But not this low. In October 2013 the IMF made economic forecasts for advanced economies for the following five years. On the assumption that annual GDP growth would average 2.4%, they concluded that by 2018 the rate of unemployment would be 6.9%. It turned out that the IMF was too optimistic on growth and too pessimistic on unemployment, which by 2018 had fallen to around 5%. That suggests it is not only a cyclical phenomenon. Long-term structural changes to demography, technology and policy play an equally significant role.

Take demography. The OECD is ageing. Young people on average are more likely to be registered as unemployed than their elders, in part because they are less skilled but also because older folk who lose a job may retire and thus drop out of the labour force. Several studies draw a link between more young people and higher unemployment. In the 1980s, a time of relatively high joblessness, 25% of the rich world’s working-age population was aged 15 to 24. That has since fallen to around 17.5%.

Demographic change, in other words, means that today’s unemployment rate is not directly comparable with those of the past. By one estimate, had America’s demographic structure in 2000 remained the same today, the current rate of unemployment would be around 0.5 percentage points higher. Oxford Economics, a consultancy, finds results for the euro zone that are similar.

Yet tumbling unemployment is about much more than statistical trickery. The second big factor, technological change, is genuinely strengthening labour markets. Better tech improves the “matching” of employers with potential employees. Not long ago those hiring put an advert in a local newspaper or spread the word by mouth. Now employers can shoot from the hip, posting vacancies on a slew of jobs websites. In the ten years to 2016 the cost of filling a vacancy fell by 80% in real terms. And candidates are more likely to spot a job that suits them. A study in 2011 by Peter Kuhn and Hani Mansour found that using the internet to look for a job reduced the time spent unemployed by about a quarter. OECD countries with high worklessness are often those where online job searching is less common. Only 40% of unemployed Italians do it, compared with over 95% of South Koreans.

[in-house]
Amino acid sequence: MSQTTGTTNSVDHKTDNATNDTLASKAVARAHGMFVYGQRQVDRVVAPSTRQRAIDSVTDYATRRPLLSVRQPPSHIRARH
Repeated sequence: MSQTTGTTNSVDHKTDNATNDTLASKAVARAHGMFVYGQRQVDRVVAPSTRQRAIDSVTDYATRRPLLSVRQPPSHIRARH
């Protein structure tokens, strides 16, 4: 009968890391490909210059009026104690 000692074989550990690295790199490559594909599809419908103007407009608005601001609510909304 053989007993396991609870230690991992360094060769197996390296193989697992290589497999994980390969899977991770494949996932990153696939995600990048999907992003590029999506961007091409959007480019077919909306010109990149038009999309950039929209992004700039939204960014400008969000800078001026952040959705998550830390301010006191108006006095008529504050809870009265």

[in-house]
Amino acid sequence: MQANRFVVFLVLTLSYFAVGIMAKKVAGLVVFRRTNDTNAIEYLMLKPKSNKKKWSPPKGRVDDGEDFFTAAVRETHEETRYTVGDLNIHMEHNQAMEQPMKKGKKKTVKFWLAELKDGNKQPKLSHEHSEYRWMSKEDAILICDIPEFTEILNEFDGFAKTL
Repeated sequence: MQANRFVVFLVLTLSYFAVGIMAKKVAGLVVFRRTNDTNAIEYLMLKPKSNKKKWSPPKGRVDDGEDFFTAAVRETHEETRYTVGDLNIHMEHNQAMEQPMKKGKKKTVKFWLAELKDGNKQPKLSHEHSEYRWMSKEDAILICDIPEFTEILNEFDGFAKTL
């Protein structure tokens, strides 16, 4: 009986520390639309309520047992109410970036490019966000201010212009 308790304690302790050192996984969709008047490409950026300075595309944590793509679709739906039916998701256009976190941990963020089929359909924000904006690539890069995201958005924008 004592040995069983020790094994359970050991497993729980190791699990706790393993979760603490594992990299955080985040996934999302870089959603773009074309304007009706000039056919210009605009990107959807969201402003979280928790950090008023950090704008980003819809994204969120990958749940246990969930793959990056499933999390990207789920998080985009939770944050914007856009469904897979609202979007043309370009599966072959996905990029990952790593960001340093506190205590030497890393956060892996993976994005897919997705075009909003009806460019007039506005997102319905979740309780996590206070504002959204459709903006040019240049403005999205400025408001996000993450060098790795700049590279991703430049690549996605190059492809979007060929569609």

The gig economy, even if it is relatively small-scale, also raises employment by creating work that would not otherwise exist. In the past fixing a tap would have been a DIY job; now with the tap of a screen it is possible to pay someone else to do it.

Work in progress

A series of small, incremental changes to policy over many decades is the third factor behind a jobs boom for which the current crop of politicians are so keen to take credit. Governments have offered carrots and sticks. Carrots include making it easier for women to combine work and family. In many countries rights for part-time workers have been strengthened and parental leave made more generous, with the state often bearing the cost. Mr Abe’s economic-reform package includes providing more day-care centres for children.




Such policies can have a large impact on labour-force participation, particularly for women, suggests research by Francine Blau and Lawrence Kahn, published in 2013. Female employment rates have been edging up across the OECD for decades. While in America female employment has since fallen, across the OECD as a whole the pace of growth has quickened (see chart 3).

Another carrot is education. The share of OECD workers with some form of higher education has risen from 22% in 2000 to nearly 40% today. These workers are more likely to be in employment than poorly qualified folk. Higher education usually instils a superior work ethic and such workers have more transferable skills.

Governments have wielded the stick, too. Many have reduced the power of trade unions and collective-bargaining agreements. That may have made wages more responsive to market conditions. A larger share of workers appears to be experiencing nominal wage reductions than was the case a few decades ago. Receiving a pay cut is unpleasant and embarrassing. But if bosses can trim pay during bad times, they are less likely to fire workers. Wages in Japan move down almost as easily as they do up. An unusually large share of workers’ take-home pay is made up of bonuses, which can be withheld fairly easily during times of economic trouble. In Japan’s hospitality sector in 2009, workers’ end-of-year bonuses were cut by over 40%.